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Rubbish and Recycling Noticesprint

Love Food, Hate Waste

Thursday 12 March 2015

A recent study reveals that every year the average New Zealand family throws away more than $563 worth of edible food. The food wastage was discovered when audits of council rubbish bags and bins were undertaken across the nation to try and find out exactly what foods New Zealanders were throwing away and why.

Waimakariri District Council Solid Waste Asset Manager Kitty Waghorn says “Our own audit in February revealed that a staggering amount of food is thrown away every week. This comes as no real surprise. We have known for some time that 39%  of the rubbish placed into kerbside collection bags is food waste, as is 17% of the rubbish in private collection bins.”

Mrs Waghorn says “What did come as a surprise was the amount of still-edible food that's being thrown away. Whole loaves of bread, unopened yoghurts, uneaten apples are just some of the foods that have been found in audits in Waimakariri, and right across the country.”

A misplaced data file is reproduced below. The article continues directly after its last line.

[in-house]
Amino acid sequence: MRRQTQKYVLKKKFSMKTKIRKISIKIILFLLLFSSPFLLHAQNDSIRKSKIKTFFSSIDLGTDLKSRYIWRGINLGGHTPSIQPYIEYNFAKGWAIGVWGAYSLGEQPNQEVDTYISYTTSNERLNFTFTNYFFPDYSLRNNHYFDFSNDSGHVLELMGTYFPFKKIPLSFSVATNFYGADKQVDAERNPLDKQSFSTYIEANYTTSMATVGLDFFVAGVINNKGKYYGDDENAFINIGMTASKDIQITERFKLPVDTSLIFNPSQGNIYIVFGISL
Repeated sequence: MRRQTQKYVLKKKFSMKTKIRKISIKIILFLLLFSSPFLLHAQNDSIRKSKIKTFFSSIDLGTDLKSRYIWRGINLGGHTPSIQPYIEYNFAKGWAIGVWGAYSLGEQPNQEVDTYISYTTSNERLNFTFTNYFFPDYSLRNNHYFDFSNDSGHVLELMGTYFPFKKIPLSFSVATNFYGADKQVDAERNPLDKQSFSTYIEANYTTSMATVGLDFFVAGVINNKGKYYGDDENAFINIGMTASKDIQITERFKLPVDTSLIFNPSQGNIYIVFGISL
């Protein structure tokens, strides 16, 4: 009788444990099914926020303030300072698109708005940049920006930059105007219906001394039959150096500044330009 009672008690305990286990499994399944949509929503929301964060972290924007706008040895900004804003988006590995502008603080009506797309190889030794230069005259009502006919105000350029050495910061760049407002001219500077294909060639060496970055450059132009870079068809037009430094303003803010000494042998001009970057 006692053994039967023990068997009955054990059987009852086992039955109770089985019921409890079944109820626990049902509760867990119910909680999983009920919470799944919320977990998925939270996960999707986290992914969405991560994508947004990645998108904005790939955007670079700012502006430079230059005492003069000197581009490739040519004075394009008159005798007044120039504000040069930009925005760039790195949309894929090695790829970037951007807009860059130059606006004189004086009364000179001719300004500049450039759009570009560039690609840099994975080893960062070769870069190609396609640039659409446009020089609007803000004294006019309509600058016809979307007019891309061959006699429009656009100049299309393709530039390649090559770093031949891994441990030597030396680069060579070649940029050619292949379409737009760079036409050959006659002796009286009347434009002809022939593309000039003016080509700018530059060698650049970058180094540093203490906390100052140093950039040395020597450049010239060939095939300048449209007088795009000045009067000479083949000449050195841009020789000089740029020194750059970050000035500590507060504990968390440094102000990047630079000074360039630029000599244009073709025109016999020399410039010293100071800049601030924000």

There are some quick and easy things that can be done to reduce food waste and keep hold of those dollars longer.

  • Store your bread in the freezer instead of on the counter to stop it going mouldy or drying out
  • Stew up any excess fruit you have that might be going soft or blend it up into a smoothie
  • Check your fridge before you go shopping to see what needs using up
  • Turn your leftover vegetables into a frittata, or make some fried rice.

For more information on how to reduce your food waste go to Love Food Hate Waste on Facebook.

Plasterboard Disposal

Wednesday 11 February 2015

As from 14 February 2015 the Council cannot accept separated plasterboard at a discounted price.

We were informed on Wednesday 11 February that the processing plant that takes our plasterboard can’t take our plasterboard any more, as their end-user has advised they are no longer accepting the processed plasterboard.

Consequently the Council is unable to accept separated plasterboard at a discounted price, and all plasterboard will have to be put into the rubbish pit at the full rubbish disposal charge, until further notice.